Philippe Gédet, Daniel Haschtmann, Paul A. Thistlethwaite, Stephen J. Ferguson

September 2009, Volume 18, Issue 10, pp 1504 - 1511 Original Article Read Full Article 10.1007/s00586-009-1077-7

First Online: 30 June 2009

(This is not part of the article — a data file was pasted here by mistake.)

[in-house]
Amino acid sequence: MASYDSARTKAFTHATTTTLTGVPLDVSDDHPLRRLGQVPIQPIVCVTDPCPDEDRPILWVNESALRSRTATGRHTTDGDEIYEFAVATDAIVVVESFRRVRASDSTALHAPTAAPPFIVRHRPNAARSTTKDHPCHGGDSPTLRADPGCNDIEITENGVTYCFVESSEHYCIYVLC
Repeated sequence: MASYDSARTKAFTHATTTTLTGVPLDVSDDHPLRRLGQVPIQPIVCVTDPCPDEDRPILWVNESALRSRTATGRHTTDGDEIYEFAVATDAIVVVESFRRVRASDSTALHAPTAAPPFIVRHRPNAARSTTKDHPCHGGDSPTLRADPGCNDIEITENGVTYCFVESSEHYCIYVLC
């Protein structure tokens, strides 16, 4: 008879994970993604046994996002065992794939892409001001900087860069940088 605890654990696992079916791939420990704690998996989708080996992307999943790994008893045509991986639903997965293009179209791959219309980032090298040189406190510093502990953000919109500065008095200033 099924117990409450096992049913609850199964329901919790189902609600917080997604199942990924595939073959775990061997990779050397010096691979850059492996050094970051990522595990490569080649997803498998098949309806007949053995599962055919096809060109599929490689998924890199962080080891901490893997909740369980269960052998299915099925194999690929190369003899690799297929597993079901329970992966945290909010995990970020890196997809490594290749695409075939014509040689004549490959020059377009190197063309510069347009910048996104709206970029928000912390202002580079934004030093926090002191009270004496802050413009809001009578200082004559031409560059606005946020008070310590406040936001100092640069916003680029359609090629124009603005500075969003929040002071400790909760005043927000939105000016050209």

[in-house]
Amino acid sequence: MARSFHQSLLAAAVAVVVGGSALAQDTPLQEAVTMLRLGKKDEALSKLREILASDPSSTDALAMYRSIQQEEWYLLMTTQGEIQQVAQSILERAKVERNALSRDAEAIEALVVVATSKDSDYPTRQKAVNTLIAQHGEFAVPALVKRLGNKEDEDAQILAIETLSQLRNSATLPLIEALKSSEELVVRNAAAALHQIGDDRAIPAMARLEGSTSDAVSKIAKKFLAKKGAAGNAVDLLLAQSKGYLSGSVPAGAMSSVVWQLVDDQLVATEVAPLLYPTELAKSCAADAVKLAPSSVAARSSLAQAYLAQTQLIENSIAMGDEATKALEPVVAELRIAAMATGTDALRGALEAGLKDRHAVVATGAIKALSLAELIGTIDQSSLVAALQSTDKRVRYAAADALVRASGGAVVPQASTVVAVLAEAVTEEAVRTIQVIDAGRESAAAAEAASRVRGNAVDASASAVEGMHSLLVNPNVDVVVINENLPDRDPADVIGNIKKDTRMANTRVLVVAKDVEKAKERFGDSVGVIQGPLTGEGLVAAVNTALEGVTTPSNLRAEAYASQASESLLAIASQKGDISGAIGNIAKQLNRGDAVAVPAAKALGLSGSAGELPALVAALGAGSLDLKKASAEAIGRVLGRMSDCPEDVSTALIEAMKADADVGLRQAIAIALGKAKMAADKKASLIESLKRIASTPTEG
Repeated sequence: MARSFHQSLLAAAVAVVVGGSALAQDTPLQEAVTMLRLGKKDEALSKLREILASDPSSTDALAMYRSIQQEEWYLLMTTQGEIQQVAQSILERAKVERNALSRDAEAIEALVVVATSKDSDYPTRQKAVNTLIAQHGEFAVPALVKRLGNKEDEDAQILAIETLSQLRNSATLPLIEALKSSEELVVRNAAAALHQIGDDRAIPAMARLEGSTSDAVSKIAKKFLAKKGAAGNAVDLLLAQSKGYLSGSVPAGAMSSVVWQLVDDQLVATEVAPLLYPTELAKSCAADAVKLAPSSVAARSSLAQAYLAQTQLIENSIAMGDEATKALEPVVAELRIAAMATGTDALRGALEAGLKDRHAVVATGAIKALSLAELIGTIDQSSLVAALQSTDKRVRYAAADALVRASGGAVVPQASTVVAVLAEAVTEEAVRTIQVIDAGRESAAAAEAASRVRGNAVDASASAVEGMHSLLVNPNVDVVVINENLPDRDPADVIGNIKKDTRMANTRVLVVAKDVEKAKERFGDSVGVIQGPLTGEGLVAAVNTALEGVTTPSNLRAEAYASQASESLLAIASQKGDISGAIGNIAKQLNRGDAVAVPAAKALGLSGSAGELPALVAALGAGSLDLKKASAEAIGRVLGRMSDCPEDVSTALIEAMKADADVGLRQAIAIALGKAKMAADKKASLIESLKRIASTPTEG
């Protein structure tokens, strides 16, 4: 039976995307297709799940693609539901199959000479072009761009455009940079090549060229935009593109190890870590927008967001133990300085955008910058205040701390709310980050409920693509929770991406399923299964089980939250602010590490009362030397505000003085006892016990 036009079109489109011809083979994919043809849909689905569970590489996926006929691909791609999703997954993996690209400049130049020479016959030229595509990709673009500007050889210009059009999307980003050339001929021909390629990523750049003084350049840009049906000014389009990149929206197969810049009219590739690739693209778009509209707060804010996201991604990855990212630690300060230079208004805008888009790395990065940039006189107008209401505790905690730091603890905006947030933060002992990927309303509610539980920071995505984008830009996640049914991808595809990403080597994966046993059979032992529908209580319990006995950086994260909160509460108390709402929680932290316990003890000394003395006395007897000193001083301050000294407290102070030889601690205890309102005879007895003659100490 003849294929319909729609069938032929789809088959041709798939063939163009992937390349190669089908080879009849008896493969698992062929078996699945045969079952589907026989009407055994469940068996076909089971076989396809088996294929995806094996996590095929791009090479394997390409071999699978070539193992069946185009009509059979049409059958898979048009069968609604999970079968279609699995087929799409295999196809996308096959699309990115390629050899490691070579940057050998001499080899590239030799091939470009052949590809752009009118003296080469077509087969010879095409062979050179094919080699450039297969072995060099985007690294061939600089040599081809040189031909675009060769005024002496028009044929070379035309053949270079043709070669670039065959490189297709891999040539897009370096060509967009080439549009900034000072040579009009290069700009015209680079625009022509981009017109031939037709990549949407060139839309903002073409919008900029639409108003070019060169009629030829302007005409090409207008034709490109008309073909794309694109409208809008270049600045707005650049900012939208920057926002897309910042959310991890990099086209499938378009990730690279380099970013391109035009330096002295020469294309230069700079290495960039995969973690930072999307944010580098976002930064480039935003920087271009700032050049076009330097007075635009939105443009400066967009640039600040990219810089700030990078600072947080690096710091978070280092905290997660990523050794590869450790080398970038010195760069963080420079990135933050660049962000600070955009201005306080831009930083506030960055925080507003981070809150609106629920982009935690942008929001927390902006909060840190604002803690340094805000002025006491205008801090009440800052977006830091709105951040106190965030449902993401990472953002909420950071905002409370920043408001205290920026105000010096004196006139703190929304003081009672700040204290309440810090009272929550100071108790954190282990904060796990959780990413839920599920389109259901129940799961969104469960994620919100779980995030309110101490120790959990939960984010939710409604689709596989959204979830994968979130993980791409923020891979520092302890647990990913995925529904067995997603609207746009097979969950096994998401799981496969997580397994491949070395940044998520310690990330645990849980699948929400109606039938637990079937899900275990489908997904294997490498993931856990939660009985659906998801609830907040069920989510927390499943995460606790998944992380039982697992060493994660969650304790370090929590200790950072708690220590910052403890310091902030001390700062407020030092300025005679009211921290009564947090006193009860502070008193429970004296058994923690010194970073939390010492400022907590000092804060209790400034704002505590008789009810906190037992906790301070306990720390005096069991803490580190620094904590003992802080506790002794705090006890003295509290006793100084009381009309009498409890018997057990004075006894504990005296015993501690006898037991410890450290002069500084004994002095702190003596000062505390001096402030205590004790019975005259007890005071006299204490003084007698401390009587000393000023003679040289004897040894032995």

The goal of non-fusion stabilization is to reduce the mobility of the spine segment to less than that of the intact spine specimen, while retaining some residual motion. Several in vitro studies have been conducted on a dynamic system currently available for clinical use (Dynesys®). Under pure moment loading, a dependency of the biomechanical performance on spacer length has been demonstrated; this variability in implant properties is removed with a modular concept incorporating a discrete flexible element. An in vitro study was performed to compare the kinematic and stabilizing properties of a modular dynamic lumbar stabilization system with those of Dynesys, under the influence of an axial preload. Six human cadaver spine specimens (L1–S1) were tested in a spine loading apparatus. Flexibility measurements were performed by applying pure bending moments of 8 Nm, about each of the three principal anatomical axes, with a simultaneously applied axial preload of 400 N. Specimens were tested intact, and following creation of a defect at L3–L4, with the Dynesys implant, with the modular implant and, after removal of the hardware, the injury state. Segmental range of motion (ROM) was reduced for flexion–extension and lateral bending with both implants. Motion in flexion was reduced to less than 20% of the intact level, in extension to approximately 40% and in lateral bending a motion reduction to less than 40% was measured. In torsion, the total ROM was not significantly different from that of the intact level. The expectations for a flexible posterior stabilizing implant are not fulfilled. The assumption that a device which is particularly compliant in bending allows substantial intersegmental motion cannot be fully supported when one considers that such devices are placed at a location far removed from the natural rotation center of the intervertebral joint.

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